Make sure he’s had a play session, a good walk, something to eat and a chance to relieve himself before you put him in his crate. Don’t skimp on any part of this; if you’re going to confine him, he needs a chance to use up some energy, spend time with you and a chance to eat and relieve himself.

Then, when you put him in his crate, give him a food dispensing toy or something to chew on so that he’s got something to amuse himself. When he’s done with this, he’ll be more likely to take a nap.

A Crate is Not a Storage Device

Don’t think of the crate as a means of storing your puppy or dog until you have the time and energy to deal with him. A crate is not a storage cupboard.

Young puppies can spend an hour in the crate now and then throughout the day and can sleep in it all night. However, the puppy should never spend all day in the crate. At four to six months of age, depending on the puppy, he can spend two to two and half hours at a time in the crate during the day. From a year of age and up, the dog can spend three to four hours in the crate but again, should never be asked to spend all day in the crate.

When a dog spends too much time in the crate he can suffer physically. He may have poor muscle tone or may have deformed limbs. He may lack confidence when out of the crate. Some puppies who are in the crate too much will urinate and defecate in the crate and then lie in their own wastes. A number of behavior issues such as barking whining, circling, pacing and other problems can develop.

If you’re gone all day, and can come at lunch time, that’s great. But also arrange for someone to come over in mid-morning or mid-afternoon and let your dog out of the crate and take him outside to relieve himself. Ask this person to walk the dog, play with him, give him a treat or toy and spend time with him. Professional pet sitters or dog walkers will do this for a fee. Maybe a responsible neighborhood teenager would be willing to do it, or a nearby retiree who loves dogs.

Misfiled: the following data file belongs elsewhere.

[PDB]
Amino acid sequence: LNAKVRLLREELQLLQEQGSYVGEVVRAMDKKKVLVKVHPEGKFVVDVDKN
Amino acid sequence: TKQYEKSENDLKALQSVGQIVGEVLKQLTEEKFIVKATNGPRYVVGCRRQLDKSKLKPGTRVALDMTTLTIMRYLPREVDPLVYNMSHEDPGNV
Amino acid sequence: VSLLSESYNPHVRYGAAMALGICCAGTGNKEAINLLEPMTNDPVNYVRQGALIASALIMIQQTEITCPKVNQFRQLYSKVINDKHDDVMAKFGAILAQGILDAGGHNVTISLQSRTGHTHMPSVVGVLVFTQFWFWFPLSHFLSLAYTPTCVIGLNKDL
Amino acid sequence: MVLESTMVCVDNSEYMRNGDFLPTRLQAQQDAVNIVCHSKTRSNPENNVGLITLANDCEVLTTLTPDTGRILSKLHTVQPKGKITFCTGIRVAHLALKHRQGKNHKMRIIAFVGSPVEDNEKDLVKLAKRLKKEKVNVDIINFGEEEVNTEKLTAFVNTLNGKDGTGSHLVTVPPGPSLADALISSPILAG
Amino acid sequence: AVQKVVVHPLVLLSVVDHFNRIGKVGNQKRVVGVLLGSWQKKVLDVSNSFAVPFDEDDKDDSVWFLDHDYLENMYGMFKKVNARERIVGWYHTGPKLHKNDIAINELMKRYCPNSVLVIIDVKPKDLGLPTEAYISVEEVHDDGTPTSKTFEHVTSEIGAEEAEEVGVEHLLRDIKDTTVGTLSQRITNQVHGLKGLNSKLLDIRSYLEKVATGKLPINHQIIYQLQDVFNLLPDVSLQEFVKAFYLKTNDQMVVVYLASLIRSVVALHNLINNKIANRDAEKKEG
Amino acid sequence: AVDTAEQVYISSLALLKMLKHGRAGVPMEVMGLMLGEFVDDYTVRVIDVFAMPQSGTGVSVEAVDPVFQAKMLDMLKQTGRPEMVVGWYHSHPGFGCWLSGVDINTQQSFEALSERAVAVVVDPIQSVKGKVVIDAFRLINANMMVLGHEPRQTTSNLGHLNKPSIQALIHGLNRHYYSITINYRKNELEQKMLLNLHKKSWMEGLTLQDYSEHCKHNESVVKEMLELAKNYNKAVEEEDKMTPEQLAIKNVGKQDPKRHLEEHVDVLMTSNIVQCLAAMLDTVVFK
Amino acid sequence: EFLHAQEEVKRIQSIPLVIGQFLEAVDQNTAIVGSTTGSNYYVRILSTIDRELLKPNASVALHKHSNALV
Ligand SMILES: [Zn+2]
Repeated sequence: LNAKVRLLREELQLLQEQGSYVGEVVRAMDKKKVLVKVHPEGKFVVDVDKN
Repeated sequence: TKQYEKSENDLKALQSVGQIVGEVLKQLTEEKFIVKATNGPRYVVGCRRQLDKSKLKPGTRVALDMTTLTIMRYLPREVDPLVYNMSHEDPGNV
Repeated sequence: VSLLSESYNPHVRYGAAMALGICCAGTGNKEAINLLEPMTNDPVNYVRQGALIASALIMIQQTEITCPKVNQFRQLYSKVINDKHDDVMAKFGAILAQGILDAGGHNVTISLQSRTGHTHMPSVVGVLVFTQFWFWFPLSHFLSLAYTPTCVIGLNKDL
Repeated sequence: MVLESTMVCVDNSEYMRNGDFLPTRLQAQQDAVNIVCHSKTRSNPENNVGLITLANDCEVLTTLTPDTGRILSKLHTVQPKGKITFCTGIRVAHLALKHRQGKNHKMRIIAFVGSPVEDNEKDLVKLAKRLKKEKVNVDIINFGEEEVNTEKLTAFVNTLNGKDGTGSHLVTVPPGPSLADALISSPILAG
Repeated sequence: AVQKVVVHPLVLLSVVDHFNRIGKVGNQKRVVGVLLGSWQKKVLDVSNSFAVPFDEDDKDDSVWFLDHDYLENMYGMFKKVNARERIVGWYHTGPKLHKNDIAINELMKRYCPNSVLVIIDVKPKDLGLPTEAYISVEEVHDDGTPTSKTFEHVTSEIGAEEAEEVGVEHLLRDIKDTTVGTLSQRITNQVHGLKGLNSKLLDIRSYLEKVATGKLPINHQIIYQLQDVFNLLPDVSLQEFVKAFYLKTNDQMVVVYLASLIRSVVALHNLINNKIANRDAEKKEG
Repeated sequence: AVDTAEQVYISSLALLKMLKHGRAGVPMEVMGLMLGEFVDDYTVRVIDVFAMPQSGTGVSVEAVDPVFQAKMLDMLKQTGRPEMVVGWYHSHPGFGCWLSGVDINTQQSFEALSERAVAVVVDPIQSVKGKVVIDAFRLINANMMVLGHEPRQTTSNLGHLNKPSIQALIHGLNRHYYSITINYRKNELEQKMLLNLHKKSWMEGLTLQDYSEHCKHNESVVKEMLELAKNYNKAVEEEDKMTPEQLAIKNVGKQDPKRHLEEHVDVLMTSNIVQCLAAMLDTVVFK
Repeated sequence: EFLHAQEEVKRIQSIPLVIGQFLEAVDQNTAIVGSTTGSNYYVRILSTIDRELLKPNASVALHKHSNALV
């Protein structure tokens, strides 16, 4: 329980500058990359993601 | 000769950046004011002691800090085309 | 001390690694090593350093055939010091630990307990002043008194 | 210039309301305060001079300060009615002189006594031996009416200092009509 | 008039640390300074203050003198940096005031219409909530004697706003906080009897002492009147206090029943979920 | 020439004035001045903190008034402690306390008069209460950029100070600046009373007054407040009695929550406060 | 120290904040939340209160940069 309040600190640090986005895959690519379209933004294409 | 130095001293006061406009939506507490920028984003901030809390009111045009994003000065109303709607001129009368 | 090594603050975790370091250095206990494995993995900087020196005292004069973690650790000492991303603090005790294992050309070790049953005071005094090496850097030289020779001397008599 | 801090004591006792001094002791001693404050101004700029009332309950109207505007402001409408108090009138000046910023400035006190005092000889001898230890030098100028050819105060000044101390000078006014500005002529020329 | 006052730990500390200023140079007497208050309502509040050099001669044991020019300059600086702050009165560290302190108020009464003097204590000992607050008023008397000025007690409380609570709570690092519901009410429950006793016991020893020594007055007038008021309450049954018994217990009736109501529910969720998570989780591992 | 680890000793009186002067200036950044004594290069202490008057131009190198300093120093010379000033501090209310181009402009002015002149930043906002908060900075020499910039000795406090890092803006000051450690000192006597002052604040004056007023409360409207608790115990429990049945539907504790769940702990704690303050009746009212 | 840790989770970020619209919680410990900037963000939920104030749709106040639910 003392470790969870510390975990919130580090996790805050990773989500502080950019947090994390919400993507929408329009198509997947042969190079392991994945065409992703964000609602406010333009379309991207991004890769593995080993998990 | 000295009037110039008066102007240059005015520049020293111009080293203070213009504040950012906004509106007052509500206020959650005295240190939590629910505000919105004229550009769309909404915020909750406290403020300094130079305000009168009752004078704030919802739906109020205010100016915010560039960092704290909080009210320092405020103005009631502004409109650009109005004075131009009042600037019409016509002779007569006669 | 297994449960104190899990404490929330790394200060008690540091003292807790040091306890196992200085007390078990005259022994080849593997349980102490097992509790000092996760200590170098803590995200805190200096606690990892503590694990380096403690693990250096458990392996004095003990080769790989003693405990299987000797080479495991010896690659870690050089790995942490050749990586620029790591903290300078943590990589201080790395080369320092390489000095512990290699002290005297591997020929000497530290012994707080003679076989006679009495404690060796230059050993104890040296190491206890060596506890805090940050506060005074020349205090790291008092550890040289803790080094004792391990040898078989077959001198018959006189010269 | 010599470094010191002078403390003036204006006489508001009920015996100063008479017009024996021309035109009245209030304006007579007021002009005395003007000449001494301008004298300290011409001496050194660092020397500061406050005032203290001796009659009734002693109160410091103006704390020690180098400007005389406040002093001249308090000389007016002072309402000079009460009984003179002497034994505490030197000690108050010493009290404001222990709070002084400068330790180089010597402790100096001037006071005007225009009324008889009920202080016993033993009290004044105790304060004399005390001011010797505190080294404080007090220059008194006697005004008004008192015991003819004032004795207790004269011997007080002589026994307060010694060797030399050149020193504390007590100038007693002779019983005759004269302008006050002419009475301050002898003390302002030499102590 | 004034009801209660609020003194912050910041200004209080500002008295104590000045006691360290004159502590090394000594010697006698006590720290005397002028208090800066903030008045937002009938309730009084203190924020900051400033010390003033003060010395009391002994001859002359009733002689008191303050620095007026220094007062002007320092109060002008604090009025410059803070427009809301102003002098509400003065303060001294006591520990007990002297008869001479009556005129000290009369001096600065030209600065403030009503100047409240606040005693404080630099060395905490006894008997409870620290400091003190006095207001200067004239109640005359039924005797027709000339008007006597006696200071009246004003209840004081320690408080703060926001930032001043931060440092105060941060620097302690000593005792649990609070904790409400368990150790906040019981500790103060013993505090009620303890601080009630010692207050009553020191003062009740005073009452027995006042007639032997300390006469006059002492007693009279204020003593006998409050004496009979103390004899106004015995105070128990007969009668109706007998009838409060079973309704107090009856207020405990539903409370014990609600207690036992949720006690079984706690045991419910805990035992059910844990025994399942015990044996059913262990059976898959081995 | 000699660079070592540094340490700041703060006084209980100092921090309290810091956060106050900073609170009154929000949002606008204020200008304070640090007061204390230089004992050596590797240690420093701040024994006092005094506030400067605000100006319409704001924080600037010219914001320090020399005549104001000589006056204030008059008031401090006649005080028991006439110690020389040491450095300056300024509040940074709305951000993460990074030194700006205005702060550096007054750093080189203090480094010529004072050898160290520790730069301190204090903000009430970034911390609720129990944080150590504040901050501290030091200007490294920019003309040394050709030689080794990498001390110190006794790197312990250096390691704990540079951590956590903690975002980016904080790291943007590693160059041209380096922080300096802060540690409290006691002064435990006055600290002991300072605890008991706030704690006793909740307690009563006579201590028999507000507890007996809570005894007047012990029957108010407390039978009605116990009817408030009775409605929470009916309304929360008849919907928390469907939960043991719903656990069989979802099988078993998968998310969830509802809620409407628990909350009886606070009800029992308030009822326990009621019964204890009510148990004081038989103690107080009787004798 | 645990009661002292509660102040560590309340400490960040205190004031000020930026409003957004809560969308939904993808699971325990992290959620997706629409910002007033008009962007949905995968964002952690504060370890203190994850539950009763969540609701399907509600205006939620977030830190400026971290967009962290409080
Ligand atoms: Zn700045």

Some Dogs are Escape Artists

Some dogs do not take confinement well. If a dog has been left in a crate too long for too many times, he may decide that enough is enough. Dogs who have separation anxiety when confined and away from their owner will fight to escape from the crate. Then there are some dogs who seem to make it a personal challenge to destroy any crate they are confined within. Unfortunately, these dogs can hurt themselves; some have broken claws, bloodied paws and broken teeth.

For these dogs, crates may not be the best solution for preventing housetraining accidents or problem behaviors in the house. For these dogs, make an appointment with a behaviorist in your area so that the problem can be identified and a potential solution discussed.

Put Technology to Work

Technology has made dog ownership much more interesting. If you don’t know what is going on with your dog while he’s in the crate during the day, set up a small security camera facing his crate. These can be synced with your phone so you can watch your dog. Some even have a microphone so you can hear your dog if he whines or barks, and you can even talk to him and soothe him through the mic.

Meet the Author: Liz Palika

Liz Palika is a Certified Dog Trainer, Certified Animal Behavior Consultant, and the co-owner of Kindred Spirits Dog Training in Vista, CA. Liz is also an award-winning author and writer specializing in pets. She writes about cats, cat behavior and health, dogs, dog behavior and health, living with pets, and pet nutrition. Liz’s works have been recognized with many awards, but her most recent book, “Idiot’s Guides: Dog Training” (Penguin Books, 2014) recently won the Best Nonfiction book category in the San Diego Book Writing competition. Liz shares her home with two dogs; Bashir, an Australian Shepherd, and Bones, an English Shepherd. Three cats, Spock, Scottie, and Kirk, provide motivation for her articles about cats. And yes, she is a Star Trek fan. For more information go to www.kindredspiritsk9.com.